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Nie Er

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Niè Ĕr

Biography

Niè Ĕr (14 February 1912, Kunming, Yunnan, China – 17 July 1935, Fujisawa, Kanagawa, Japan), born Nie Shouxin, courtesy name Ziyi, was a Chinese composer best known for March of the Volunteers, the national anthem of the People's Republic of China. In numerous Shanghai magazines he went by the English name George Njal.

Niè Ĕr 's ancestors were from Yuxi, Yunnan, in southwest China. From an early age Niè Ĕr displayed an interest in music. When he was young, he showed signs of musical talent. He was able to imitate the voices of people he knew, and almost any sound that entered his ears. Thus, people began to call him "Ears." Other than having well trained ears, Shouxin was also able to move each one of his ears, independent from the other. This earned him another nickname, Doctor Ears. Shouxin felt that his nickname is interesting and said that "Since friends give me one more ears, I will have one more ear from now on". Later on, he changed his name to be Niè Ĕr.

From 1918 he studied at the Kunming Normal School's Associated Primary School. In his spare time, he learned to play traditional instruments such as the dizi, erhu, sanxian, and yueqin, and became the conductor of the school's Children's Orchestra. In 1922 he entered the Private Qiushi Primary School (Senior Section), and in 1925 entered Yunnan Provincial Number One Combined Middle School. In 1927 he entered Yunnan Provincial Number One Normal School. At school, he participated in the Book Club, and organised the Nine-Nine Music Society, which performed within the school and outside. During this time, he learned to play the violin and the piano.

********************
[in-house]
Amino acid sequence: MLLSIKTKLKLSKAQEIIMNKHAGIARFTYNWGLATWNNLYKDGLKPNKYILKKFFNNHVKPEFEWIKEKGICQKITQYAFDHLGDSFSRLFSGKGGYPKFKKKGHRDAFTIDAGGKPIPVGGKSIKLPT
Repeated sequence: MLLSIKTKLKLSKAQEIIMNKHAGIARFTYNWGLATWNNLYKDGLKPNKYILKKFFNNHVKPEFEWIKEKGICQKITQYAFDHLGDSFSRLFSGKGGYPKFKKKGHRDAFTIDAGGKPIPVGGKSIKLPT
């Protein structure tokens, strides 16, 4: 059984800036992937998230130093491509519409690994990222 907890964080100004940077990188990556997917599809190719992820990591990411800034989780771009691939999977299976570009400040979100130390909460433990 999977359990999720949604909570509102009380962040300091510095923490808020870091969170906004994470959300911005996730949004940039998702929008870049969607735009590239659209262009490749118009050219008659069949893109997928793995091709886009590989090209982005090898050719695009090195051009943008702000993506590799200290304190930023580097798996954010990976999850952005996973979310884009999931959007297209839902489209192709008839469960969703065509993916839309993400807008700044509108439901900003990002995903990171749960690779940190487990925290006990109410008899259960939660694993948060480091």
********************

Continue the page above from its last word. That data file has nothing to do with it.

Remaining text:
In June 1931, Niè Ĕr entered the "Mingyue Musical Drama Society" as a violinist. In July 1932 he published A Short Treatise on Chinese Song and Dance, in which he criticized the Drama Society's president, Li Jinhui, as a result of which he was forced to leave the society. Prior to joining the Lianhua Film Studio on November 1932, he took part in shaping the Bright Moonlight Song and Dance Troupe. He later joined the musical group of the Friends of the Soviet Union Society. He also organized the Chinese Contemporary Music Research Group, which participated in the Leftist Dramatist's Union. In 1933, Niè Ĕr joined the Communist Party of China.

In April 1934, Niè Ĕr joined the Pathé Records and managed the musical section. In the same year he founded the Pathé National Orchestra. This was a prolific year for Niè Ĕr in terms of musical output. In April 1935, Nie Er went to Japan to meet his elder brother in Tokyo. There, he composed the March of the Volunteers, which would later become the national anthem of China.

Nie Er wrote a total of 37 pieces in his life, all in the two years before his death. A significant proportion of these songs reflected working class life and struggles. He often collaborated with lyricist Tian Han.

On July 17, 1935, he died while swimming in Fujisawa, Kanagawa, Japan, under suspicious circumstances. He was twenty-three.


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